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Category: Music
Amy Neilson Smith
Amy Neilson Smith

Poetry Café: Playerist Comedy Night – Review

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I was thrilled to present the Comedy Night for Playerist Literary Magazine at the Poetry Society in Covent Garden. Needing to ensure spot-on timing felt a little like operating a conveyor-belt. But what a conveyor-belt. It’s rare to be privy to such a collection of talent, and so pleasing to see a full-house at this venerated venue. The Poetry Café is smartly situated, central but hidden, in the heart of the city. This year saw Jillian Miller come aboard as the magazine’s patron, and she kicked-off proceedings with much appreciated verse by John Cooper Clarke. Drawing on two decades of public speaking, as CEO of an international charity, Jillian sparkled and lit the touchpaper. Next up was Brighton poetess (self-termed) Amy Neilson Smith who recited her naughty-but-nice rhymes. This girl has gumption and little wonder she’s in such demand, as fellow of the iPoets collective that last summer performed at the Royal Festival Hall.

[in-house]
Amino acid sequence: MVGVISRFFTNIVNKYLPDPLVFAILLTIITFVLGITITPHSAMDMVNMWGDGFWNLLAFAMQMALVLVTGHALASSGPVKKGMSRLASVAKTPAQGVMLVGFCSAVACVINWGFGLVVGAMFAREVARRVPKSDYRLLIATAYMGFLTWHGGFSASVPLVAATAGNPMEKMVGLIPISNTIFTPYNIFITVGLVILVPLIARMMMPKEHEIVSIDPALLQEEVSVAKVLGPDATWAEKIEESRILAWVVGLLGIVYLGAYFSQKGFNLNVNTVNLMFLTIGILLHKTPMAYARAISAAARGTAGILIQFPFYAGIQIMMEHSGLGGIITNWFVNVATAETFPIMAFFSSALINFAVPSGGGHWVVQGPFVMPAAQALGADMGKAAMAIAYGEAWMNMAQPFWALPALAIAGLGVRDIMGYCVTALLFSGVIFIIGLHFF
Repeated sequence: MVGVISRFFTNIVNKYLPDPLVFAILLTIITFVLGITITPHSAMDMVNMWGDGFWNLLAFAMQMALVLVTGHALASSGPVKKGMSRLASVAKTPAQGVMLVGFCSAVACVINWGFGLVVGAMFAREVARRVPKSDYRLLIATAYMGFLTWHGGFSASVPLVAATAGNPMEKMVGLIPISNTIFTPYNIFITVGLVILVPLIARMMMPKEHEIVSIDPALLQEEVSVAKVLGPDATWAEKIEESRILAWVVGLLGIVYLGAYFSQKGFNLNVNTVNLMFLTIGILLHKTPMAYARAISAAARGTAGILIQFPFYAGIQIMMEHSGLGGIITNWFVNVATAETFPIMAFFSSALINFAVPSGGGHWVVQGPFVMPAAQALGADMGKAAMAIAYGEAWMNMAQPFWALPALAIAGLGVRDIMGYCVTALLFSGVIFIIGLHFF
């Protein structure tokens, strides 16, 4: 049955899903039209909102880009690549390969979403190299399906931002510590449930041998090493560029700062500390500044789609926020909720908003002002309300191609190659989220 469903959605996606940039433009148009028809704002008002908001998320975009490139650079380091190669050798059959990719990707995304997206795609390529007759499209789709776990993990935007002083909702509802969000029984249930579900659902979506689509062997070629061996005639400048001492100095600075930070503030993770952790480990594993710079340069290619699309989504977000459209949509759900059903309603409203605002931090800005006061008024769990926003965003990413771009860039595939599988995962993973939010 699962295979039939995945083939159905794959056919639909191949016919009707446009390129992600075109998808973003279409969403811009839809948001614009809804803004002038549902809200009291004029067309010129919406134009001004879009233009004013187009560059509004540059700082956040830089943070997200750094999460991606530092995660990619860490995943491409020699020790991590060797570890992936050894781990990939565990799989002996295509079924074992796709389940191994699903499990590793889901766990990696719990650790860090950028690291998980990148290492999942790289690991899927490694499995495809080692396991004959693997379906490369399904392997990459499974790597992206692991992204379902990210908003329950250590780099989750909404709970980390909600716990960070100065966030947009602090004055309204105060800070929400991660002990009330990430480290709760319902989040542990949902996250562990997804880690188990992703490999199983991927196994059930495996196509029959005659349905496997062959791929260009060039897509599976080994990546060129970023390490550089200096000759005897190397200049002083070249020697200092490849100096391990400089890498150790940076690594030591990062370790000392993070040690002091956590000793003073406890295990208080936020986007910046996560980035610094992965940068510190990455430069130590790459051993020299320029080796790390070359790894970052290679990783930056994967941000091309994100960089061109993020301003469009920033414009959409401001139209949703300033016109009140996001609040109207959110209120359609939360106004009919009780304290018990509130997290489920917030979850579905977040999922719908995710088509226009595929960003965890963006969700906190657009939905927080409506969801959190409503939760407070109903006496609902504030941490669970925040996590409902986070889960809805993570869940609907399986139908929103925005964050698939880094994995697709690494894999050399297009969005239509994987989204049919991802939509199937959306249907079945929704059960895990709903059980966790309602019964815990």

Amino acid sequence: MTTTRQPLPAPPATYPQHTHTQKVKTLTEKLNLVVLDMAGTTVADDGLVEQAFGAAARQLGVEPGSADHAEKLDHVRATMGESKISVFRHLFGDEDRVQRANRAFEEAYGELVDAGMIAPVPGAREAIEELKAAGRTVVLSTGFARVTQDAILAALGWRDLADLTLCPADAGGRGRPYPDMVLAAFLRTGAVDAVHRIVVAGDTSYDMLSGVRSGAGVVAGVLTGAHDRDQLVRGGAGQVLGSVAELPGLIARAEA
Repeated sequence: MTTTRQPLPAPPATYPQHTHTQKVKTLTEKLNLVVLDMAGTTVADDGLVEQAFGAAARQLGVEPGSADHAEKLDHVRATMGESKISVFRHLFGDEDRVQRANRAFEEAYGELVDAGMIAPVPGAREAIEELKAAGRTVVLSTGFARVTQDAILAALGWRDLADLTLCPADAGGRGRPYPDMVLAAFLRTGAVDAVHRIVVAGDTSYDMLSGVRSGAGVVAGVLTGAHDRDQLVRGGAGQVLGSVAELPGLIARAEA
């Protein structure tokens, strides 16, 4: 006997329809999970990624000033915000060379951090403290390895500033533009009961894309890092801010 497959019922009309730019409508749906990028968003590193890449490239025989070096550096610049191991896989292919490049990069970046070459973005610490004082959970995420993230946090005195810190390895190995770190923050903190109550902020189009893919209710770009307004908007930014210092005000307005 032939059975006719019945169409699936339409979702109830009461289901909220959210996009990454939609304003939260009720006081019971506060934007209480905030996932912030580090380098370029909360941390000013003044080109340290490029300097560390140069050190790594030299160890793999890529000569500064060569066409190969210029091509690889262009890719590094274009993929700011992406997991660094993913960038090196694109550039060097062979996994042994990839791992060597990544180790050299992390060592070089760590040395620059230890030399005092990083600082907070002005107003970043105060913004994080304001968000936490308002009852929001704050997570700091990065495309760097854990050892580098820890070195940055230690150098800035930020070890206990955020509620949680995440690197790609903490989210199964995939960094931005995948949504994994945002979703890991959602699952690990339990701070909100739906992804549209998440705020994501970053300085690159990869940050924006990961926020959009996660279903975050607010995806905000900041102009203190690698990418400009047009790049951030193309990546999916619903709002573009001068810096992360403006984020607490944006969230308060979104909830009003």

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Category: Comedy
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Poetry Café: Playerist Comedy Night – October 17

Playerist’ is an annual literary magazine featuring a range of emergent and established writers and artists. It’s now reached its third launch event – Thursday October 17, 8pm – at the Poetry Café in Covent Garden’s Betterton Street. No ‘Better’ route to an early weekend! Apologies, the jokes will be better than this and the Basement is a delightful spot to relax; one of those hidden treasures of the city. As always the quality of work is astounding. London playwright Tanja Mariadoss will perform her wincing-ly observant story ‘The Very Tired Man on the Train’ and any male commuter will wonder if it’s about him. If you can pick yourself up off the floor, comedy actor Imogen Miller Porter’s well-sharpened wordage will blow the gaffe on another typically-English pastime.

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Category: Comedy